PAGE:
Making bishops in the Malta of the knights (1530-1798). An international game of parties, patronage and diplomacy

Research output: Other contribution

Abstract

Charles V’s donation of Malta to the Order of St. John in 1530 also established the procedure for appointment of the bishop of the island, whose episcopal seat since the time of the Norman conquest was subject to royal patronage, and thus to the King of Sicily’s right of presentation: the Grand Master would propose to the Spanish king, through the viceroy of Sicily, a ranking of three candidates, previously approved by the Council of the Order, belonging to the rank of convent chaplain and which contained at least one Sicilian. From that time until the expulsion of the knights from the island after the French occupation (1798), 15 bishops were chosen for the Maltese episcopal see. In these nearly three centuries it is possible to identify certain phases that characterized the complex negotiations between the court and various diplomacies in Malta, Palermo, Rome, Madrid (then replaced by Vienna and Naples in the XVIIIth), regarding the selection and appointment of the bishop. Recurring elements of these negotiations were, on the one hand, the political patronage of the Grand Masters of the Order, seeking to obtain de facto the “delegated” right of presentation to the Maltese episcopal see by imposing their most trusted men as bishops, and on the other, the “national” rivalries within the Order, particularly between French and Spanish knights, replica of the broader international conflict between the two most powerful monarchies in Europe. It is also important to estimate the reforming activity of bishops appointed in such “non-spiritual” ways, especially through the application of some instruments provided by the Council of Trent (seminaries, diocesan synods, pastoral visits) and the comparison with Italian, Spanish and French bishops. It is worth remembering indeed that, «since all bishops owed their nominations to patronage, political appointments as such did not necessarily imply unwillingness to reform» (Po-chia Hsia 1998), because «part of the pressure on bishops to play a more interventionist role within their dioceses came from rulers concerned about religious orthodoxy as well as social order and political control» (Bergin 1999).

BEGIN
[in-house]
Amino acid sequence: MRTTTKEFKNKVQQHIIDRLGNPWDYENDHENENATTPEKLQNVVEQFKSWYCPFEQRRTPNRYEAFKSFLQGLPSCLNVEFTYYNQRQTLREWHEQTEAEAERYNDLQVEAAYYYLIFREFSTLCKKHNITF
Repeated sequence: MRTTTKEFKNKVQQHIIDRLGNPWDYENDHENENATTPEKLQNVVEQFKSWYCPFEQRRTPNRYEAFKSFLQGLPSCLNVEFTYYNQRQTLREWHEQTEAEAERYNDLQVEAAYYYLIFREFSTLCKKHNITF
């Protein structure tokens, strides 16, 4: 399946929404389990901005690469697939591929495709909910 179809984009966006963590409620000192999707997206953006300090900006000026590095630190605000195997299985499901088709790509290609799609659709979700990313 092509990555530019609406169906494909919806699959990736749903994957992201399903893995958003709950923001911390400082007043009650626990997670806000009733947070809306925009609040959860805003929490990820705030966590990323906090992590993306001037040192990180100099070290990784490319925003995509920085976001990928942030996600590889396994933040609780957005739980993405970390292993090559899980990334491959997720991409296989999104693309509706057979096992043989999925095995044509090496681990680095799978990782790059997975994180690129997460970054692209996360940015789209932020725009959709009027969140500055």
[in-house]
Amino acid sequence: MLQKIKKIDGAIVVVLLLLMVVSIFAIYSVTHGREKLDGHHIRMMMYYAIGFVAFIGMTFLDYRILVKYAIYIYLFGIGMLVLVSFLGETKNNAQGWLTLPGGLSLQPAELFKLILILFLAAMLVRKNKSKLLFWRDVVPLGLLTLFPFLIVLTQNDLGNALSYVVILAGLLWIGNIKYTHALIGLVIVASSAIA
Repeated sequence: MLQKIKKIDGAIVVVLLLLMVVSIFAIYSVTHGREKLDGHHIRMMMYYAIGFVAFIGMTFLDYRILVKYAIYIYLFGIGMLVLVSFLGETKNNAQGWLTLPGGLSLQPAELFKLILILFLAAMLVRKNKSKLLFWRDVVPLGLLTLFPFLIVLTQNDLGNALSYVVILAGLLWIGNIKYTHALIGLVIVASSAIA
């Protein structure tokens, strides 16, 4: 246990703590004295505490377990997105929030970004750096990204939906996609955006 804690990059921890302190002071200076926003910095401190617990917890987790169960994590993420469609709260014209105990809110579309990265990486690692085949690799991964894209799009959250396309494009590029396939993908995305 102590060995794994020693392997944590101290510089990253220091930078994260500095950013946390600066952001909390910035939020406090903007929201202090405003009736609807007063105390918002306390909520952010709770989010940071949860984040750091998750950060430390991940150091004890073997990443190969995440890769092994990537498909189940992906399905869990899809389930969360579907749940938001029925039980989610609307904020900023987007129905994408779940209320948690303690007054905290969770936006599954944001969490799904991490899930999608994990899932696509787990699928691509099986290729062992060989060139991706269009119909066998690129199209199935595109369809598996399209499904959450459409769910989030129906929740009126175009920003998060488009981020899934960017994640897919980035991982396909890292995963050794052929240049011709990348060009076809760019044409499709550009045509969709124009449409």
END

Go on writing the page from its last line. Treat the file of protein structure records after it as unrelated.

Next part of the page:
Original languageEnglish
Publication statusPublished - 2011

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